Midway High School freshman Stephanie Starks was recently named runner-up in the 2022 Congressional App Challenge in Texas’ 17th Congressional District. She was recognized for her work developing the app Magic Plants, which teaches users about plants through an interactive game.
The Congressional App Challenge is hosted annually by members of the U.S. House of Representatives in districts across the country with the goal of encouraging students to learn to code and inspiring them to pursue careers in computer science. This year’s competition set the record for most apps submitted with 9,011 students registering to participate.
“It’s exciting for a freshman to take the jump and try something like this because it’s a national competition,” Midway High School computer science teacher Susan Jones said. “It’s really cool that she tried it in the first place, but even better that she got to be recognized for her hard work.”
Starks began developing her award-winning app for a project in an introductory computer science class offered through Midway’s Career and Technical Education program. After she submitted the class assignment, she continued building out her ideas for the app on her own time, completing the majority of the work for her submission outside of school. Although she had no previous computer science or coding experience before enrolling in the class, Starks embraced the opportunity to learn.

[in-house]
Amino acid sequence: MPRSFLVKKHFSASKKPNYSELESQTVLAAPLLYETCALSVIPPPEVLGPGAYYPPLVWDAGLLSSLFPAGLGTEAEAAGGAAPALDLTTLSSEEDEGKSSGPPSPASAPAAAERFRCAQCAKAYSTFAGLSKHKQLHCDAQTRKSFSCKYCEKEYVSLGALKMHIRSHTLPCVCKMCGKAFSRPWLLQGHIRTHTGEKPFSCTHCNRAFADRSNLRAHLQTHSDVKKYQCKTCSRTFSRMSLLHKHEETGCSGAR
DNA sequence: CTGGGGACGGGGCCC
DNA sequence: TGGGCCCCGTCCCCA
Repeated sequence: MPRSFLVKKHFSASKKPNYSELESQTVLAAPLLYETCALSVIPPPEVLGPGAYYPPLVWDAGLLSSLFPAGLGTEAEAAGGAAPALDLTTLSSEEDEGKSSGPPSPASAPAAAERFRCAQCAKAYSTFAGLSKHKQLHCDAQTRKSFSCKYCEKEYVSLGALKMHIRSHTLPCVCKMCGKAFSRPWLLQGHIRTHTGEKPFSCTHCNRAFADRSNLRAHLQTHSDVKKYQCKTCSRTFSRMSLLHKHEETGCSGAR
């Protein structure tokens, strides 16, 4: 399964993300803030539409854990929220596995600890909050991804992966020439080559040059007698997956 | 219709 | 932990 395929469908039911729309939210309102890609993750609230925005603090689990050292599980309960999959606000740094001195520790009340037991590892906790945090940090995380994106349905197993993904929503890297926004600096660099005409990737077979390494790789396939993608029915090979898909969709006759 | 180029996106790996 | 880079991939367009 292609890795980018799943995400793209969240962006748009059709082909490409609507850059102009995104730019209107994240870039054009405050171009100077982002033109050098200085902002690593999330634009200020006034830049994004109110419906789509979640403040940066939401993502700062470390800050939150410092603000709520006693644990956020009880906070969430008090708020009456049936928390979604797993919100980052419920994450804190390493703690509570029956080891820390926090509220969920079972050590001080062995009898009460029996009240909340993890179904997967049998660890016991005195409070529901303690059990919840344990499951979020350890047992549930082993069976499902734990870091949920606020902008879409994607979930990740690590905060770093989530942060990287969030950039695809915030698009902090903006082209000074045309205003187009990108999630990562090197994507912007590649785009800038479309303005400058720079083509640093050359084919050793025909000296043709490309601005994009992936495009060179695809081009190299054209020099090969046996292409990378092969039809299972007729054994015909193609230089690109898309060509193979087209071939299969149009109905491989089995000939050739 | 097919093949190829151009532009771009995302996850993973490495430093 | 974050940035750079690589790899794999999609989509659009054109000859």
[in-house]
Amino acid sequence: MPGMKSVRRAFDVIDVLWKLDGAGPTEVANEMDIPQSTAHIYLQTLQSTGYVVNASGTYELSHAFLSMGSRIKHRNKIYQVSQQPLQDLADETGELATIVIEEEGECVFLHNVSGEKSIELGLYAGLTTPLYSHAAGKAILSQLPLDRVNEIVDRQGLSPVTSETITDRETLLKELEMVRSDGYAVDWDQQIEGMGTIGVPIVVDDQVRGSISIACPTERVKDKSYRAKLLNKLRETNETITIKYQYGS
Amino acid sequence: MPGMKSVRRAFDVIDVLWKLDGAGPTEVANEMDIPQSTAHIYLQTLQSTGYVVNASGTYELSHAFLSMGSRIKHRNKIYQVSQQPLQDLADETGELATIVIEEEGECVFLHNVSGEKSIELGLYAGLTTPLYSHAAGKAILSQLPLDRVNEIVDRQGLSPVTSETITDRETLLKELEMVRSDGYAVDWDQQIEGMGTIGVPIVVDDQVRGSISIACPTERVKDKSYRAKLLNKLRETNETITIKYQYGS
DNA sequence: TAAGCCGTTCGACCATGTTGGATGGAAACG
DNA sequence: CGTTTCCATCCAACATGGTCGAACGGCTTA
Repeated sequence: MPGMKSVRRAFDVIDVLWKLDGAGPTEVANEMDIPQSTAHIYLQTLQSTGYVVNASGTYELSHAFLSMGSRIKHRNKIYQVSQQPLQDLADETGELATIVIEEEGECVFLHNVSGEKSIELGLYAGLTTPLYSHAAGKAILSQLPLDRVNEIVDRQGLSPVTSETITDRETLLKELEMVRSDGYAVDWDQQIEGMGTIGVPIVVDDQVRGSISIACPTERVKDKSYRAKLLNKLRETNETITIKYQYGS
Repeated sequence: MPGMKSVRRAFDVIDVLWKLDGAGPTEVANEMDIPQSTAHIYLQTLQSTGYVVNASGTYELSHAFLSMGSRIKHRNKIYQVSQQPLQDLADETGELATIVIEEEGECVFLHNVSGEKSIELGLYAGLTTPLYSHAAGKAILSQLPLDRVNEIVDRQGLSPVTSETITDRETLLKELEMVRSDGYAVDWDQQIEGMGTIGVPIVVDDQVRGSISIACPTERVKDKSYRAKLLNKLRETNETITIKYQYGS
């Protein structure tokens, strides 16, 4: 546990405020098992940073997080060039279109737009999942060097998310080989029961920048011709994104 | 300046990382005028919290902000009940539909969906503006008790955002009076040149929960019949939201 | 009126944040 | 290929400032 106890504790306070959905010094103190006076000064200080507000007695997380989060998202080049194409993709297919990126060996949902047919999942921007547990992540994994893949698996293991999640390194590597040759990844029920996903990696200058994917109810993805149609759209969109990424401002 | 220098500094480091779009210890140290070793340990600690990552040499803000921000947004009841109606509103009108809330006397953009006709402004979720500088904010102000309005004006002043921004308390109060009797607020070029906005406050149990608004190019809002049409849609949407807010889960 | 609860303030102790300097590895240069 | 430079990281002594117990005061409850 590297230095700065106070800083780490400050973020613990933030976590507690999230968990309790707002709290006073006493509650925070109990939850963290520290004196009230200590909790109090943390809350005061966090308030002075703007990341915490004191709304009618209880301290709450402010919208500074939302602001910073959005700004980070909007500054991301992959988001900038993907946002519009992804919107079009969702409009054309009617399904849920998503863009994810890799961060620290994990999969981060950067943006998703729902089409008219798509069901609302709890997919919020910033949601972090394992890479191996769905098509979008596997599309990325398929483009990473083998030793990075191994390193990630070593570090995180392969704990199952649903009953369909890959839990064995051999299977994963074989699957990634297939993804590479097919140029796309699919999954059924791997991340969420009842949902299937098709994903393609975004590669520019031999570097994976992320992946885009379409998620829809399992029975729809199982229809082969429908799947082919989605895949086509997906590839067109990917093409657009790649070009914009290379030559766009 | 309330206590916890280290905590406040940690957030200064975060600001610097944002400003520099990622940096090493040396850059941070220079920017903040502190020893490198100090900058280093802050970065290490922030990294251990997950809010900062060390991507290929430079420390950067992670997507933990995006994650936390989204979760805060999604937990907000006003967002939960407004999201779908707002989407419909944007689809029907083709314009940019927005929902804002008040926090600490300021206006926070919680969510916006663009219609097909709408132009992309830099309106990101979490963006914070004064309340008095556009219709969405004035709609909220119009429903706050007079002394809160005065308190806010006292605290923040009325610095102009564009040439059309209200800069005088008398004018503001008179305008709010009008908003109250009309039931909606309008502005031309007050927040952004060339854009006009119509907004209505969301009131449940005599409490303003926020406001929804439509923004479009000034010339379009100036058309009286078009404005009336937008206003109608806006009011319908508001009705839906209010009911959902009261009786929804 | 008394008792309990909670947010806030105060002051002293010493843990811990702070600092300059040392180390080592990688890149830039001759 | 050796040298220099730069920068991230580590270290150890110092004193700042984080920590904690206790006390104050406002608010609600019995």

“I think the most challenging part since I was so new, was actually figuring out how to code it,” Starks said. “I never really knew what coding was before, but this project really opened my eyes, and I grew so much. I probably wouldn’t have thought of the idea if it wasn’t for our project, but when I did, it was really truly amazing.”
Midway offers a full pathway for students to explore and broaden their knowledge of the possibilities in the field of computer science starting in middle school. Once they reach high school, computer science is available as one of their career and technical education classes with the option to continue on paths in programming and cybersecurity.
“We’re still adding on to the courses we’re offering, and the program is still growing,” Jones said. “We’ve added a cyber capstone course to the pathway, and we have a project-based research practicum which is two class periods where students can work on individual projects and dive deeper.”
In first-year computer science, students begin learning to code using block-based programming, which turns text-based code into visual blocks of pre-written code that users drag and drop to create programs. More advanced classes focus on text-based programming languages such as Java and Python and teach students how to manage internet data with programming.
As Project Lead the Way courses, Midway High School’s computer science classes are all project-based with a focus on hands-on learning. While Starks is just starting out in computer science, she said creating her app was such a fun experience that she sees herself taking additional computer science courses in the future.
“She’s great in class,” Jones said. “She asks questions, helps other students with questions, and she’s a good problem-solver. I can’t wait to see what she does in the future.”